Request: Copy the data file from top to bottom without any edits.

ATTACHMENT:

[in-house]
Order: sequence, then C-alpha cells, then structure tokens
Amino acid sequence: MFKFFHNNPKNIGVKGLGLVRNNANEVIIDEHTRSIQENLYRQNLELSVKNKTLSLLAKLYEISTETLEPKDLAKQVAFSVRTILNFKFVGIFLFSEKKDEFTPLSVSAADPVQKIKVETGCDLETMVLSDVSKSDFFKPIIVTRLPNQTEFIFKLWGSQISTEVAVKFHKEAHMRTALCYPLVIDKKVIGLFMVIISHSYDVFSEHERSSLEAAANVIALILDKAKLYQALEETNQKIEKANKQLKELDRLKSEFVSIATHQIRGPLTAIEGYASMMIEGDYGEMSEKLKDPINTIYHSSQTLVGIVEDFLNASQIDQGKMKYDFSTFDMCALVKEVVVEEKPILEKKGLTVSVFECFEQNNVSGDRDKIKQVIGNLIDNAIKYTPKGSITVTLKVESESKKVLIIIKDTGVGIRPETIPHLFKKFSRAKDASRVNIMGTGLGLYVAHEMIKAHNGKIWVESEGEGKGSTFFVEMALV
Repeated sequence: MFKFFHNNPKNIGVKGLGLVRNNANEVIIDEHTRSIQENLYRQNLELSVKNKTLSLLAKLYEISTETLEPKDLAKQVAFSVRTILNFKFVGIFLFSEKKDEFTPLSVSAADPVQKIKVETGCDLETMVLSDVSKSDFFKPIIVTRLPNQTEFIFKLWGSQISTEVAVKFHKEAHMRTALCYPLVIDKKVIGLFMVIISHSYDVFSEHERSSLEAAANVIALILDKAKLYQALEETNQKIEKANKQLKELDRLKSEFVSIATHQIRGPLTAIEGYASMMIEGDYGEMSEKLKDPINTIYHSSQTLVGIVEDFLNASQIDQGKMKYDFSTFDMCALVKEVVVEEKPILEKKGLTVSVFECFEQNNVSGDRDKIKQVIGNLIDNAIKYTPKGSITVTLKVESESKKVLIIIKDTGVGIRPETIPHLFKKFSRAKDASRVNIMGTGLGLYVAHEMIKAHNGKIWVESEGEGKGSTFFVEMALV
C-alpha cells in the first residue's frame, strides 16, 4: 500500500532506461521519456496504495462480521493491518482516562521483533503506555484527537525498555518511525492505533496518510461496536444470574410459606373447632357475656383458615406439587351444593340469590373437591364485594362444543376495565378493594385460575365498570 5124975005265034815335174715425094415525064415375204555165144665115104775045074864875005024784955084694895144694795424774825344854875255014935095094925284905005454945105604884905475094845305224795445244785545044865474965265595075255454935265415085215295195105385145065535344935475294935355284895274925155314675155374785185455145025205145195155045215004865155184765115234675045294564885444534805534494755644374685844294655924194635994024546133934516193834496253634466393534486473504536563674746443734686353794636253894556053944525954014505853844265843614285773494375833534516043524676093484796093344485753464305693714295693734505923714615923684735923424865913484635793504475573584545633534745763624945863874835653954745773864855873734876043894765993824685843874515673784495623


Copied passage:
[in-house]
Order: sequence, then C-alpha cells, then structure tokens
Amino acid sequence: MFKFFHNNPKNIGVKGLGLVRNNANEVIIDEHTRSIQENLYRQNLELSVKNKTLSLLAKLYEISTETLEPKDLAKQVAFSVRTILNFKFVGIFLFSEKKDEFTPLSVSAADPVQKIKVETGCDLETMVLSDVSKSDFFKPIIVTRLPNQTEFIFKLWGSQISTEVAVKFHKEAHMRTALCYPLVIDKKVIGLFMVIISHSYDVFSEHERSSLEAAANVIALILDKAKLYQALEETNQKIEKANKQLKELDRLKSEFVSIATHQIRGPLTAIEGYASMMIEGDYGEMSEKLKDPINTIYHSSQTLVGIVEDFLNASQIDQGKMKYDFSTFDMCALVKEVVVEEKPILEKKGLTVSVFECFEQNNVSGDRDKIKQVIGNLIDNAIKYTPKGSITVTLKVESESKKVLIIIKDTGVGIRPETIPHLFKKFSRAKDASRVNIMGTGLGLYVAHEMIKAHNGKIWVESEGEGKGSTFFVEMALV
Repeated sequence: MFKFFHNNPKNIGVKGLGLVRNNANEVIIDEHTRSIQENLYRQNLELSVKNKTLSLLAKLYEISTETLEPKDLAKQVAFSVRTILNFKFVGIFLFSEKKDEFTPLSVSAADPVQKIKVETGCDLETMVLSDVSKSDFFKPIIVTRLPNQTEFIFKLWGSQISTEVAVKFHKEAHMRTALCYPLVIDKKVIGLFMVIISHSYDVFSEHERSSLEAAANVIALILDKAKLYQALEETNQKIEKANKQLKELDRLKSEFVSIATHQIRGPLTAIEGYASMMIEGDYGEMSEKLKDPINTIYHSSQTLVGIVEDFLNASQIDQGKMKYDFSTFDMCALVKEVVVEEKPILEKKGLTVSVFECFEQNNVSGDRDKIKQVIGNLIDNAIKYTPKGSITVTLKVESESKKVLIIIKDTGVGIRPETIPHLFKKFSRAKDASRVNIMGTGLGLYVAHEMIKAHNGKIWVESEGEGKGSTFFVEMALV
C-alpha cells in the first residue's frame, strides 16, 4: 500500500532506461521519456496504495462480521493491518482516562521483533503506555484527537525498555518511525492505533496518510461496536444470574410459606373447632357475656383458615406439587351444593340469590373437591364485594362444543376495565378493594385460575365498570 5124975005265034815335174715425094415525064415375204555165144665115104775045074864875005024784955084694895144694795424774825344854875255014935095094925284905005454945105604884905475094845305224795445244785545044865474965265595075255454935265415085215295195105385145065535344935475294935355284895274925155314675155374785185455145025205145195155045215004865155184765115234675045294564885444534805534494755644374685844294655924194635994024546133934516193834496253634466393534486473504536563674746443734686353794636253894556053944525954014505853844265843614285773494375833534516043524676093484796093344485753464305693714295693734505923714615923684735923424865913484635793504475573584545633534745763624945863874835653954745773864855873734876043894765993824685843874515673784495623